City demolishes portion of court-protected homeless camp in Prince George
'This has been handled with brutality,' lawyer representing camp residents says of destruction
The City of Prince George has demolished several shelters in a homeless encampment that is protected by a court ruling issued last month.
The Patricia Boulevard camp is home to an estimated 50-70 residents.
In October, the B.C. Supreme Court ruled against the city's effort to remove the camp because the judge in the case found there were not enough suitable housing options to accommodate all the residents.
The judge ruled the city could reapply to remove the camp once it felt it could provide evidence those living there could be housed elsewhere.
But on Wednesday, city crews used heavy equipment to take down several structures in the camp, saying they had been "abandoned" by residents who had already moved indoors.
In a statement, city spokesperson Mike Kellett said the city is not closing the encampment as a whole but confirmed it is removing several structures and items it believes are no longer needed by residents.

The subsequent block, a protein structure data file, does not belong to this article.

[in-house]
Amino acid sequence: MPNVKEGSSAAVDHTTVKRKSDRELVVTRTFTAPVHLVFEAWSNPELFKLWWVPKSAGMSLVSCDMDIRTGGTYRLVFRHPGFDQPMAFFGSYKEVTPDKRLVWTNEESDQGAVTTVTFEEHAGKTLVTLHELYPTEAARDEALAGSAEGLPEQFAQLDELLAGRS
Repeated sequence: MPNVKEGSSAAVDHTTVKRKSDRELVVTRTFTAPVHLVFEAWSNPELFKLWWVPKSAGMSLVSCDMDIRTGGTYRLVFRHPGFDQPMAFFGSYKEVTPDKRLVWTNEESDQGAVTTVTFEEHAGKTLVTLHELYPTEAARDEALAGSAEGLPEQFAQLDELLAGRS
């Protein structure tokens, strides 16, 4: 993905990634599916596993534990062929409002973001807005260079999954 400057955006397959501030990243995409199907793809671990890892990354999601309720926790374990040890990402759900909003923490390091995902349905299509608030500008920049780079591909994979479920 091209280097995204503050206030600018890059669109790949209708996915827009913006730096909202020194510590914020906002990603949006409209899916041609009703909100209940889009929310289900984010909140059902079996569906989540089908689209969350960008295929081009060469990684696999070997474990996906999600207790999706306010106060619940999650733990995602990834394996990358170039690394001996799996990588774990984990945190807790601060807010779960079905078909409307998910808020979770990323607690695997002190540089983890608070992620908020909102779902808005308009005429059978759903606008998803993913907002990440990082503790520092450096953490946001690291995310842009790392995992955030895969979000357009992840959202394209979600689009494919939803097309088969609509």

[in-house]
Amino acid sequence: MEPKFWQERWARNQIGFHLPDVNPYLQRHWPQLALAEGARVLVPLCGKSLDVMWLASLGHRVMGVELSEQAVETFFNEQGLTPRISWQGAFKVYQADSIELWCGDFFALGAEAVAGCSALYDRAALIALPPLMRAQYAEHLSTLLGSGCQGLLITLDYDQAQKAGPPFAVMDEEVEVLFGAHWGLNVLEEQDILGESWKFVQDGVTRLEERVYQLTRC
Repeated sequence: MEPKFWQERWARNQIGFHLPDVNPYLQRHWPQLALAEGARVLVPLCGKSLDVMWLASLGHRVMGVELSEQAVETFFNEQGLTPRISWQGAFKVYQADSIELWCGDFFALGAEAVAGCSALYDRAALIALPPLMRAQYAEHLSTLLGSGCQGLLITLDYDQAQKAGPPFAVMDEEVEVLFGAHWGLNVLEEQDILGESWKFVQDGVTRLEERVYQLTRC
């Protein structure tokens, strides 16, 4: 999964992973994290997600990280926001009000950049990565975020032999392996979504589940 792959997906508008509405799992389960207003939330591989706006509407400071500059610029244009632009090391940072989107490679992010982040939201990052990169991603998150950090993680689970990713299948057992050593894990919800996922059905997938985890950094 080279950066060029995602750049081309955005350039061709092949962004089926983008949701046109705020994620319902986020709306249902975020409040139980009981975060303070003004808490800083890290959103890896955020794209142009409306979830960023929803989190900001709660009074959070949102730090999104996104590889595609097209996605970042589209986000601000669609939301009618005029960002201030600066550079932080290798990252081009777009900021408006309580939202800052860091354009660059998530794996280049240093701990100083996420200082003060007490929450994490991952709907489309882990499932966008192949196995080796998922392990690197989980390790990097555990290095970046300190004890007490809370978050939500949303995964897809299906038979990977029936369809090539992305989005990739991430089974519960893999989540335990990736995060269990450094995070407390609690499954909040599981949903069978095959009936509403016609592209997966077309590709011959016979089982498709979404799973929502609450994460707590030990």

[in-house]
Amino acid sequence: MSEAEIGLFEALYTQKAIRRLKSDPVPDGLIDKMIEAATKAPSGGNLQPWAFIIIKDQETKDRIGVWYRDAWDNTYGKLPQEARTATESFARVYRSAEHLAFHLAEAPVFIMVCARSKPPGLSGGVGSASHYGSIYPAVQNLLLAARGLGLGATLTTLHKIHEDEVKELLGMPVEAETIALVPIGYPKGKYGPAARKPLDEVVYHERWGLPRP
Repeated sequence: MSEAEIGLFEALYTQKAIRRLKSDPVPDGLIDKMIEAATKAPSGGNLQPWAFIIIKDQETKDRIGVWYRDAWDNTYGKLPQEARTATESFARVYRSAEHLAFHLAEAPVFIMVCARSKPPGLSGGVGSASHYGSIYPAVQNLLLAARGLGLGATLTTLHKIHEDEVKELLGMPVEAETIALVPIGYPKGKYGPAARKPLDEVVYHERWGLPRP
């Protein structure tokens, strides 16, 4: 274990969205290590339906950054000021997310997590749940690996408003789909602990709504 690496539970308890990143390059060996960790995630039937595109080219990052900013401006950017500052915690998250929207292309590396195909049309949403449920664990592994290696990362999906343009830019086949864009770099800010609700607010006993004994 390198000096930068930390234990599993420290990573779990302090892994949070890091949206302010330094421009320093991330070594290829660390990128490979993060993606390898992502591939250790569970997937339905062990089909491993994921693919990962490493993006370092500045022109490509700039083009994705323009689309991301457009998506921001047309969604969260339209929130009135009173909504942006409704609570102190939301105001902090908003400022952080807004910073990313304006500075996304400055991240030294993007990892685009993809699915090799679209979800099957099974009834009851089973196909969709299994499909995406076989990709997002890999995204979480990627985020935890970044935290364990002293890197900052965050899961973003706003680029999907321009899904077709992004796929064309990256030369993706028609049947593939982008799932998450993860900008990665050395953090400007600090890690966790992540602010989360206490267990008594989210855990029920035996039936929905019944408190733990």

"Each encampment occupant who relocated confirmed with outreach staff their wish to no longer live in the structure and that they understood it and anything they left behind would be removed by the city following their departure," he said in an email.
Kellett said the reason for the removals was to reduce the risk of fire after one structure was burned last week.
Darlene Kavka, one of the lawyers who represented camp residents in the court case, said that is not the case.
She said several residents of the camp had moved into alternative housing but are once again living on the street and returned to find their belongings in piles of rubble.
"They were trying to dig their possessions out," she said.
Kavka said the city is taking a simplistic approach by assuming that people who find temporary housing won't be in need of the camp again.
"The court order itself said 'suitable housing,'" she said. "If it's not suitable for a particular person, just getting them out for a night doesn't make it anymore suitable ... people are facing complex needs that won't fit into a simple box."
Kavka said she is assessing whether any legal action can be taken.
Kellett said the city believes it is adhering to the court order and is continuing to work with B.C. Housing to find spaces for everyone living in the encampment.
Meanwhile, the city has indicated it will appeal the judgment handed down in October.
Kavka said while she agrees with the overall goal of getting people indoors as the winter months set in, she believes it is in the community's best interest to allow vulnerable people a space where they can gather should suitable shelter space not be available.
She also said that by bulldozing a portion of the camp, the city is re-traumatizing vulnerable members of the community.
"This has been handled with brutality," she said.